Subtle honey notes on the nose, with hints of leather, nuts and dried raisin. Heather dominates the palate to begin, but moves over to a honey coating, with plenty of dried red fruits and currants on the long finish.
The Deconstructed Series:
The Deconstructed Series is a range of super-premium Irish Whiskeys that explores the key flavour notes of the original Jameson Irish Whiskey.
Jameson Bold – 40%
Influenced by pot still whiskey. Rich, creamy notes on the nose with soft fruits. Sweet on the palate, with notes of baked apple pie and soft spices on the long, bold finish.
Jameson Lively– 40%
Influenced by grain whiskey. Floral citrus notes on the nose, followed by light, thin flavours of dry citrus, chilli and black pepper on the palate. Intense spiced finish.
Jameson Round – 40%
Influenced by the wood contribution. Soft red fruit on the nose, with hints of fudge coming though. An oily butter note on the palate, with vanilla and cherry spices to finish.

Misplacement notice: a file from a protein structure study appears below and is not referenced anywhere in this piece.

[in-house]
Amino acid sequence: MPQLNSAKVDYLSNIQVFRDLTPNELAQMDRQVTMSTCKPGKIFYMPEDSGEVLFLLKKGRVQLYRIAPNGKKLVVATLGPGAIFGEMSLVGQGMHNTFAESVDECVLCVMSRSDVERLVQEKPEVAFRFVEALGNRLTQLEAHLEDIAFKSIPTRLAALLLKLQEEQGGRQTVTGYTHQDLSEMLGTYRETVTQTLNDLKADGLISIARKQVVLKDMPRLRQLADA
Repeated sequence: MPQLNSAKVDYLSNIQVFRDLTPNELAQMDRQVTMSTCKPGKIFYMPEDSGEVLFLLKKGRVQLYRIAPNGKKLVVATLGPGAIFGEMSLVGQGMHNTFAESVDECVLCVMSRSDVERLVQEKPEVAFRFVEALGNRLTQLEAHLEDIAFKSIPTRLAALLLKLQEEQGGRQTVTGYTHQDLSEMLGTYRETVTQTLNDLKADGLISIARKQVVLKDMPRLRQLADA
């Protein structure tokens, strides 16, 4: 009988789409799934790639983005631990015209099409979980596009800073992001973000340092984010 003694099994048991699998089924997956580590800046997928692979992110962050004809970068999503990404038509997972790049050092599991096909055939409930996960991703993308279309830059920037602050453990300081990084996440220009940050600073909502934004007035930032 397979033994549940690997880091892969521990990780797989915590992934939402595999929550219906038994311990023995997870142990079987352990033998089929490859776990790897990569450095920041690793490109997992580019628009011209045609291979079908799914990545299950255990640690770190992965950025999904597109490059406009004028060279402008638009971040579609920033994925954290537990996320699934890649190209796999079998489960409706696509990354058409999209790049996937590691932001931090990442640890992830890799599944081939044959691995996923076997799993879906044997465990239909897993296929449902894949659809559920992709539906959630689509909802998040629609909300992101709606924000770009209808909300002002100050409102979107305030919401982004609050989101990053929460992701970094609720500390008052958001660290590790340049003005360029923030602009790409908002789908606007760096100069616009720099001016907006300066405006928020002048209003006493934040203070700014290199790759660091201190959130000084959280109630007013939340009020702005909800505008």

The Palace Hotel in Manchester was the host of the biggest whisky festival outside of London, so big in fact that there had to be two sessions and two floors. The Whisky Lounge were the proud organisers for the 4th year in a row and had on offer the crème de la crème of the whisky world from both Scotland and Ireland, and even threw in Japan, England and America for good measure. Part of the Manchester Food & Drink Festival, there would be a host of seminars and masterclasses on offer including The Magnificent Seven, hosted by Colin Dunn of Diageo, which took you through an in-depth look into their varied portfolio. Joe Clark of The Whisky Lounge also offered his advice for novices of whisky festivals and helped pave the way of how to get the most out of the drams on offer. To cap the morning session off, Ryan Williams of Buffalo Trace was to be on hand to guide enthusiasts through the award-winning distillery and their delights. This year I myself didn’t participate in any of the workshops on offer, but took full advantage of scanning the list for new additions, rare offerings and old favourites – including a rum from the guys at Berry Bros and Rudd.